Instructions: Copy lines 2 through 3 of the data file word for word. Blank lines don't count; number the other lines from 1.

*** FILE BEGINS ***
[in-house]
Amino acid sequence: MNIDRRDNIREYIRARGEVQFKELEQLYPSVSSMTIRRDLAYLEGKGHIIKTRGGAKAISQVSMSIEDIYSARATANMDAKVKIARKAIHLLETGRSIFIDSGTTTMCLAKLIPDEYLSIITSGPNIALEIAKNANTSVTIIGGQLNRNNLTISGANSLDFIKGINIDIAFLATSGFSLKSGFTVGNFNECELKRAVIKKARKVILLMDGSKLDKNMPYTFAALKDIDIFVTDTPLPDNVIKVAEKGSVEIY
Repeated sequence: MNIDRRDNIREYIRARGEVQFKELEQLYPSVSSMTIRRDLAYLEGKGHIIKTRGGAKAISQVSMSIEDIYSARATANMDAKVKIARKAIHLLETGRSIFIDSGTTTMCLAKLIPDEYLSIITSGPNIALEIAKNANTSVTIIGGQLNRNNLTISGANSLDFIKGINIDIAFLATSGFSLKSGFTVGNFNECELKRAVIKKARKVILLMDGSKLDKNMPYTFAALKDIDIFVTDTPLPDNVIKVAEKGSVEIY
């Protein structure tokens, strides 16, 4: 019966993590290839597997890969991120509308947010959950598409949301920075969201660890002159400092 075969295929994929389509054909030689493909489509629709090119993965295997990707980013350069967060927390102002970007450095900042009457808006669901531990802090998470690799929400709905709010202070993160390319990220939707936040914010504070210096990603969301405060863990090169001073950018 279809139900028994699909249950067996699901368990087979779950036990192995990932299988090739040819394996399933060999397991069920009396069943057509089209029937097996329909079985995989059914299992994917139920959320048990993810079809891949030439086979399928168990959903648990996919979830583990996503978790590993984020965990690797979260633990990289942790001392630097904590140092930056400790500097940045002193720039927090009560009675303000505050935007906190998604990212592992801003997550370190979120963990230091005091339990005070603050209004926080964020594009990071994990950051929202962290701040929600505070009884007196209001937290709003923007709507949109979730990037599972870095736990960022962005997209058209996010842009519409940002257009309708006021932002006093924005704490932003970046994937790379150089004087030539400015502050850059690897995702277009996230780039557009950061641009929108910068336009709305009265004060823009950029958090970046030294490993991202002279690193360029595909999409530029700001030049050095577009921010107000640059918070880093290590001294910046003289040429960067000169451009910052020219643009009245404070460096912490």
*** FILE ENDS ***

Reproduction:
Amino acid sequence: MNIDRRDNIREYIRARGEVQFKELEQLYPSVSSMTIRRDLAYLEGKGHIIKTRGGAKAISQVSMSIEDIYSARATANMDAKVKIARKAIHLLETGRSIFIDSGTTTMCLAKLIPDEYLSIITSGPNIALEIAKNANTSVTIIGGQLNRNNLTISGANSLDFIKGINIDIAFLATSGFSLKSGFTVGNFNECELKRAVIKKARKVILLMDGSKLDKNMPYTFAALKDIDIFVTDTPLPDNVIKVAEKGSVEIY
Repeated sequence: MNIDRRDNIREYIRARGEVQFKELEQLYPSVSSMTIRRDLAYLEGKGHIIKTRGGAKAISQVSMSIEDIYSARATANMDAKVKIARKAIHLLETGRSIFIDSGTTTMCLAKLIPDEYLSIITSGPNIALEIAKNANTSVTIIGGQLNRNNLTISGANSLDFIKGINIDIAFLATSGFSLKSGFTVGNFNECELKRAVIKKARKVILLMDGSKLDKNMPYTFAALKDIDIFVTDTPLPDNVIKVAEKGSVEIY